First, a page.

By Peter Davey
John C Maxwell defined leadership when he said, “The true measure of leadership is influence, nothing more and nothing less.”Maxwell has correctly identified that leadership is not just about traits, position, personality and experience; it’s more about having an ability to influence people by maintaining integrity and trustworthiness.
If you want to further understand John Maxwell’s viewpoint on this, you’ll probably need to look at what types of behavior are most commonly associated with effective leadership. As you attempt to answer that question, you suddenly realize that the behavioral skills that even the most effective leaders possess are very common in non-leaders as well. For non-leaders, these are behaviors that will help to build or enhance their personal leadership skills and will ultimately assist in helping to produce clear, tangible results for the business.
So what are the behaviors that can potentially turn a non-leader into an effective leader?
Displaying a positive mental attitude. A positive mental attitude creates a mindset of abundance, enthusiasm, and solutions. Instead of thinking about what can’t be done, a positive thinker will not be constrained by ‘can’ and ‘cannot.’ A positive thinker is free to think of new ways to solve problems because they are not limited by fear of failure. Attitudes are contagious.
Encourage others. Encouragement is the skill of an effective leader. Show your belief in others. Look for opportunities to give them positive/constructive feedback. By encouraging others, you are not only helping to improve your relationship with them, but you may also be helping them to achieve something great.
Listen more, talk less. The simple key to working well with others is to listen more and talk less. When we listen, we can learn about the other person’s motivations. When we understand those, we are in a better position to guide and influence them. A useful way to remember the proportion of listening to speaking is to remember that you have two ears and one mouth. Quite simply, you should listen twice as much as you speak.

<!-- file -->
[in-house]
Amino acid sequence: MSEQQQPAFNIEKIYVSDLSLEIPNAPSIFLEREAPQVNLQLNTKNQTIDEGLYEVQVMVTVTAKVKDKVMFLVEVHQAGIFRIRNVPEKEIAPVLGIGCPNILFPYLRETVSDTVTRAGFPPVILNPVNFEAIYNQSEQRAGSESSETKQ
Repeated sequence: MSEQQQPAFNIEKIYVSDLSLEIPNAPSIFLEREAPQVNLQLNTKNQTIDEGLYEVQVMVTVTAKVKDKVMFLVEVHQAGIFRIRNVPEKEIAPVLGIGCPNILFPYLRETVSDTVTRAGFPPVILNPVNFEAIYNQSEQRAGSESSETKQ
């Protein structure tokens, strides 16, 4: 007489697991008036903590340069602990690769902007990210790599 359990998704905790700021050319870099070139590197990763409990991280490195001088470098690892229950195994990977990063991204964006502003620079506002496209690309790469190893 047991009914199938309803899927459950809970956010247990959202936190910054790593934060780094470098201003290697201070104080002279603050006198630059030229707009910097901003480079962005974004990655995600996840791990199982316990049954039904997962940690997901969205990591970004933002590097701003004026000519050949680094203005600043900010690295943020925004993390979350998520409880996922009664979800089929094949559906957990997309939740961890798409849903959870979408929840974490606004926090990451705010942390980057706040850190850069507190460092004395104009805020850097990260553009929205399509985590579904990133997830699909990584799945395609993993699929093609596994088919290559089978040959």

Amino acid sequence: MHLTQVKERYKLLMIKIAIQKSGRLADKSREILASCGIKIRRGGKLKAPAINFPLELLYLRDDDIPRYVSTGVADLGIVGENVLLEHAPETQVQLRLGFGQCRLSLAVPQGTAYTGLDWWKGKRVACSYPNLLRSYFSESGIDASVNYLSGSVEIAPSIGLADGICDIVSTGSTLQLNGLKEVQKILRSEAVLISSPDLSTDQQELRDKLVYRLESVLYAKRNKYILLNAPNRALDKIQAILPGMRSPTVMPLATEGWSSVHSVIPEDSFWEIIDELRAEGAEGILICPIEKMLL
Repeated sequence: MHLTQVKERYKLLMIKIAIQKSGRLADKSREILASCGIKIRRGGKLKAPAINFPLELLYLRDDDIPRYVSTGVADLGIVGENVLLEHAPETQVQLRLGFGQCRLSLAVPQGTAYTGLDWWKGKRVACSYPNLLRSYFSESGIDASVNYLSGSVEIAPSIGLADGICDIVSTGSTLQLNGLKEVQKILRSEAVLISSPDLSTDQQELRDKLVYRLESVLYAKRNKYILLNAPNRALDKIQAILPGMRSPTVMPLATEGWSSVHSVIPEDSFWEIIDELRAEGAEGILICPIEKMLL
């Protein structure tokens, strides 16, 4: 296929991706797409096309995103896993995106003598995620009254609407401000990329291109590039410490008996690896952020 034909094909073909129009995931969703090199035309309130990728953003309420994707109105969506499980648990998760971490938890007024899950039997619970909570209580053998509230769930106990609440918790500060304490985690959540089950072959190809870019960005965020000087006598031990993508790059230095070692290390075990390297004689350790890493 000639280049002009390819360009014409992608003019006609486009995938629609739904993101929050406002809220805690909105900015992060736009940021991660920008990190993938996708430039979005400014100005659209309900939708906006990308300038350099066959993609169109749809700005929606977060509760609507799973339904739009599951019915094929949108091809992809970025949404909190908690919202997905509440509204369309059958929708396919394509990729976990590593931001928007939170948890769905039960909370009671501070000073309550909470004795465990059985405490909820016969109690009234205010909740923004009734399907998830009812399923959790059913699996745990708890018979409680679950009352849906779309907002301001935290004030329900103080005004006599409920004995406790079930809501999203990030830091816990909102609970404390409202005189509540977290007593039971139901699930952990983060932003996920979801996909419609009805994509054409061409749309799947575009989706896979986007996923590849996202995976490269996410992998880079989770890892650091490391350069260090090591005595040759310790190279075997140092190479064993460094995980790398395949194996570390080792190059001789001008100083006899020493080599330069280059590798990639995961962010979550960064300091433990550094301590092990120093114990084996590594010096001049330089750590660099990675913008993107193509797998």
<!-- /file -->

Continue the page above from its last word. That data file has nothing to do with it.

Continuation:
Engage with others. Engaging with others is not just about engaging with those who share your values and beliefs (the like-minded), but also about engaging with those who think differently from you and are doing something that may seem completely different and unrelated. Do not be afraid to engage across diversity, for that is how you will learn.
Be a great follower. Since leadership is an activity and not a role, recognize that you won’t always be leading; you must be willing and able to follow others too. Developing this as a conscious practice will help you build your relationships; more importantly, it will allow you to observe others as they lead. Being a good follower will involve keeping your manager informed, always supporting your manager behind their backs, embracing change, bringing solutions (not problems) to your manager, admitting your mistakes, being a team player and being the eternal optimist.
Embrace a learning culture. Being effective requires us to continually learn and develop ourselves. In doing this, we can become a positive role model for others, helping them see the importance of learning as well.
Continually develop your communication skills. Good communication skills require a high level of self-awareness. By understanding your personal style of communicating, you will go a long way towards creating a good and lasting impression with others.
Irrespective of your own status, when you consistently display the right behavioral skills, you are building and maintaining integrity and trustworthiness. You are in effect, building a strong capability to influence others by having people listen to your ideas, valuing or following your suggestions for action, and turning to you for guidance or advice.
Peter Davey is a Senior Trainer for a UK-based management training provider and consultancy. t2 Management Training offer leadership and management training to all types of managers – from team leaders to Directors and CEOs – and work with some of the biggest companies in the country.
The Product Management Perspective: Many of the behaviors described here are key to successful product management. Product managers need to keep a positive attitude and encourage their teams to work hard and work effectively. They need to listen to the market and learn what makes potential buyers want to buy their products. They need to communicate effectively, both inside and outside the company. Perhaps most important, product managers need to be learners.
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